Law school presents “Access to Justice” speaker series

Theodore Shaw, Amy Chua and the Hon. Harry T. Edwards included on speakers list; MCLE credit available

The Counsel for the NAACP, the Chief Judge Emeritus and Circuit Judge of the United States Court of Appeals for the D.C. Circuit, and experts on American Indian water rights, globalization, civil rights, women’s legal history, disability rights, death penalty, and economics are part of the spring lineup for the School of Law’s sixth annual Public Interest Law Speaker Series.

This popular series, titled “Access to Justice: The Social Responsibility of Lawyers,” is designed to highlight the excellence of the law school’s Clinical Education Program; expose students to public interest advocates and practitioners; illuminate the pro bono and public interest responsibility of law students and lawyers; and engage the wider University community in an interdisciplinary discussion about social justice.

Karen Tokarz, J.D., professor of law and executive director of clinical education and ADR programs, and Susan Appleton, J.D., the Lemma Barkeloo & Phoebe Couzins Professor of Law, coordinate the series.

All of the spring lectures are held in Anheuser-Busch Hall and are free and open to the public. They are:

•11 a.m. Jan. 21 – Theodore M. Shaw, associate director-counsel of the NAACP Legal Defense and Education Fund, on “From Brown to Grutter: The Legal Struggle for Racial Equality,” on Jan 21. Shaw, a former trial attorney for the civil rights division of the U.S. Department of Justice, is the Black Law Students Association Martin Luther King Jr. Commemorative Speaker.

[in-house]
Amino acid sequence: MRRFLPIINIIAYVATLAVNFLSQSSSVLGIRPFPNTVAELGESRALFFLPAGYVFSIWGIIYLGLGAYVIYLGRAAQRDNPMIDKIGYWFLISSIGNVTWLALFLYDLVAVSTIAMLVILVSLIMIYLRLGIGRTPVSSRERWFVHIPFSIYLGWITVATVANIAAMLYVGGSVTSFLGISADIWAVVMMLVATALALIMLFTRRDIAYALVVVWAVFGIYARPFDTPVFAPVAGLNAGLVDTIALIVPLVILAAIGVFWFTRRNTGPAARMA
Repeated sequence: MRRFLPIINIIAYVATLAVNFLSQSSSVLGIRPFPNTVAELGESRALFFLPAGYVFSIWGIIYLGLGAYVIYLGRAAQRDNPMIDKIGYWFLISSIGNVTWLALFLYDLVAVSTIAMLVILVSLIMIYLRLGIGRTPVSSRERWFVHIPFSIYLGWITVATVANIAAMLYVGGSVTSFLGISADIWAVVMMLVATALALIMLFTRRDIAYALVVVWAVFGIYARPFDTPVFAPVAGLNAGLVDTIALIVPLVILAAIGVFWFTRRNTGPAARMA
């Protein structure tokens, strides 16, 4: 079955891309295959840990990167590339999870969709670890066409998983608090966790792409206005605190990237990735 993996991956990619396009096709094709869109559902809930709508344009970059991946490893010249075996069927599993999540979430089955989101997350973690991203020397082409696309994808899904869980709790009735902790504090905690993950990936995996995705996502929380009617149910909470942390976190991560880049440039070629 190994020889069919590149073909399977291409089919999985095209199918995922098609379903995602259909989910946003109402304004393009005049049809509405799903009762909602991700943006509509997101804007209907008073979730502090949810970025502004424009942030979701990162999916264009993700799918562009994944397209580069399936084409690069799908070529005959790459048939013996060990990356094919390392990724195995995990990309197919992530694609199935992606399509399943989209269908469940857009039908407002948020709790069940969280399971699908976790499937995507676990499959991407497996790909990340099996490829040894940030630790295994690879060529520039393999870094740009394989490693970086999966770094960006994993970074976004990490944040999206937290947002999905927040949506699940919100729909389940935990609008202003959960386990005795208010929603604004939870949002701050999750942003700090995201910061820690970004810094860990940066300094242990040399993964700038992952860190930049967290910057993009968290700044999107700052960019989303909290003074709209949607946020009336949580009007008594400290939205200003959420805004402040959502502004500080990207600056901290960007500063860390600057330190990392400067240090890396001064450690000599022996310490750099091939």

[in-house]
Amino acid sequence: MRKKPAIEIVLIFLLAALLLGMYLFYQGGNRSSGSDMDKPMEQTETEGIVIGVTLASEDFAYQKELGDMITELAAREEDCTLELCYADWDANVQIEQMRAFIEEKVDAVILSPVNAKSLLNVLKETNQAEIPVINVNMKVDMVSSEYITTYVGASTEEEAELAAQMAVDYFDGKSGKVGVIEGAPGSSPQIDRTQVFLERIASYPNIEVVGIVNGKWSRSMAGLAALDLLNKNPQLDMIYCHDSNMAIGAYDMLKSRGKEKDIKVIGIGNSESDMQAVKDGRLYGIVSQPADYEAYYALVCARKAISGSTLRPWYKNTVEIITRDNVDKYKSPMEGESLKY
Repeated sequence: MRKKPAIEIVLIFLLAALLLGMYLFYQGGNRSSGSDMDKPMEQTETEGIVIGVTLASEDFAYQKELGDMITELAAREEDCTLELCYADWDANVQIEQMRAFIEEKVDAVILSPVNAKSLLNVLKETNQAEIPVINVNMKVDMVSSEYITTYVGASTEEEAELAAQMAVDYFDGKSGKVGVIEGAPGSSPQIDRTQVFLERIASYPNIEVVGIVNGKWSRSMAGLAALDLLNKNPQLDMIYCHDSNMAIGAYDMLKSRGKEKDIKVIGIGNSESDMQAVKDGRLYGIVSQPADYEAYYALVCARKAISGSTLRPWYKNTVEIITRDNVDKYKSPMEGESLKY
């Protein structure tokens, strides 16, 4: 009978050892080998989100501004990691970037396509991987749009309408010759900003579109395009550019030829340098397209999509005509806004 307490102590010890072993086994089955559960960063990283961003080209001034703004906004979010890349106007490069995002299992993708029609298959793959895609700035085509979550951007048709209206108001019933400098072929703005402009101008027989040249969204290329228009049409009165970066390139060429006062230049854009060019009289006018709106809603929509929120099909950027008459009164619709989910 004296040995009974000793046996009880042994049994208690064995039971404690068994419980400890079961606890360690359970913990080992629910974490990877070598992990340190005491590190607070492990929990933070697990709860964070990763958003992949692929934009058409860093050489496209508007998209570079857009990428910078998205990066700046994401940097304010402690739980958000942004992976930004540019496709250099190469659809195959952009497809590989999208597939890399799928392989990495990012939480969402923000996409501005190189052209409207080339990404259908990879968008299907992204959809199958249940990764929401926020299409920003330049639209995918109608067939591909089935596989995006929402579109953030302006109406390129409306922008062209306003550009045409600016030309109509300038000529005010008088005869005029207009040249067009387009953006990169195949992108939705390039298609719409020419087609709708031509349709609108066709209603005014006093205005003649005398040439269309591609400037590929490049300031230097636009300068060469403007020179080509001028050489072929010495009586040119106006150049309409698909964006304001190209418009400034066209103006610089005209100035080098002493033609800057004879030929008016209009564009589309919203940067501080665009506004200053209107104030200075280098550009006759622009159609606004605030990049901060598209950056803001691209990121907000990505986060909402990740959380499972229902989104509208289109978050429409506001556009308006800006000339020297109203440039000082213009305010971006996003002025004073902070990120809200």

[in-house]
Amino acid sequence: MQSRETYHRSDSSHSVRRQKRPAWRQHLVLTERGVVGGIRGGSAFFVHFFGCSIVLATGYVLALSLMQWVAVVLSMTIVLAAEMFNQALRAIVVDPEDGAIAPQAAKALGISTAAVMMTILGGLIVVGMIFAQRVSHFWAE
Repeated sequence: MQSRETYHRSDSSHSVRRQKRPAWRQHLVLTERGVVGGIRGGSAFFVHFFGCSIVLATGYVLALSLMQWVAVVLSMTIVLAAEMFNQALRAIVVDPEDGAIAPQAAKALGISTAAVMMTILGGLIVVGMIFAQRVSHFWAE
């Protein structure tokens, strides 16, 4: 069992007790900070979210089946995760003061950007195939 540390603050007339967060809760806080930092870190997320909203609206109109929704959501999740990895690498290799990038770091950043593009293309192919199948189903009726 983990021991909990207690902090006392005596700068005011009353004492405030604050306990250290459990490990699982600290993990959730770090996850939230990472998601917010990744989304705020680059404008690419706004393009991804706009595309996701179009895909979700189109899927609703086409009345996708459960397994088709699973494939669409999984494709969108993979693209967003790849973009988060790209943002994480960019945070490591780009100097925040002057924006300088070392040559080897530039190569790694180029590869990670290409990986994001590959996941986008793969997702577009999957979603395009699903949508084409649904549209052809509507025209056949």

•11 a.m. Jan. 28 – Susan M. Williams, American Indian legal expert and an enrolled member of the Sisseton-Wahpeton Dakota Nation, on “Issues of Justice Relating to Indian Tribal Government.” Williams, the Webster Society Annual Speaker, argued the Big Horn water rights case, Wyoming v. United States, before the U. S. Supreme Court.

•11 a.m. Feb. 4 – Amy L. Chua, professor of law at Yale University and author of the best-selling book, World on Fire, on “How Exporting Free Markets and Democracy Breeds Ethnic Hated and Global Instability.” Chua’s lecture is part of the University Assembly Series and co-sponsored by the Student Union, the Asian American Law Student Association, the School of Law Center for Interdisciplinary Studies and Whitney R. Harris Institute for Global Legal Studies, and the department of Political Science in Arts & Sciences.

•4 p.m. Feb. 18 – Hon. Harry T. Edwards, Chief Judge Emeritus and Circuit Judge of the United States Court of Appeals for the D.C. Circuit, presents “A Conversation with Judge Edwards.” Edwards, the Tyrell Williams Speaker, is the co-author of “Labor Relations Law in the Public Sector.”

•3 p.m. Feb. 26 – Martha L. Minow, the William Henry Bloomberg Professor of Law at Harvard University, on “After Brown: Surprising Legacies of the Civil Rights Landmark.” Minow is a nationally recognized author and expert on family law and civil rights, and consultant for the United Nations High Commissioner for Refugees.

•9 a.m. Mar. 4 – Herma Hill Kay, the Barbara Nachtrieb Armstrong Professor of Law and Law School Dean Emerita at the University of California at Berkeley, on “Celebrating Early Women Law Professors.” Kay, the Women’s Law Caucus International Women’s Day Speaker, is the past president of the Association of American Law Schools.

•9 a.m. Mar. 19 – James W. Ellis, professor of law at the University of New Mexico, on “Mental Disability and the Death Penalty: The Implications of Atkins.” Ellis, the recipient of the 2002 Lawyer of the Year Award from the National Law Journal, is the keynote speaker for the “Justice, Ethics, and Interdisciplinary Teaching and Practice Conference,” co-sponsored by the School of Law Clinical Education Program and Center for Interdisciplinary Studies, the School of Social Work, the School of Medicine, and the department of Psychology in Arts & Sciences.

•11:30 a.m. Apr. 2 – Elizabeth Warren, the Leo Gottlieb Professor of Law at Harvard University, on “The Over-Consumption Myth and Other Tales of Economics, Law and Morality.” Warren is the Donald P. Gallop Keynote Speaker for the law school’s annual F. Hodge O’Neal Corporate and Securities Law Symposium.

The talks are open to the public. Individual lectures are eligible for one MCLE credit for attorneys and judges. For more information, call 935-4958.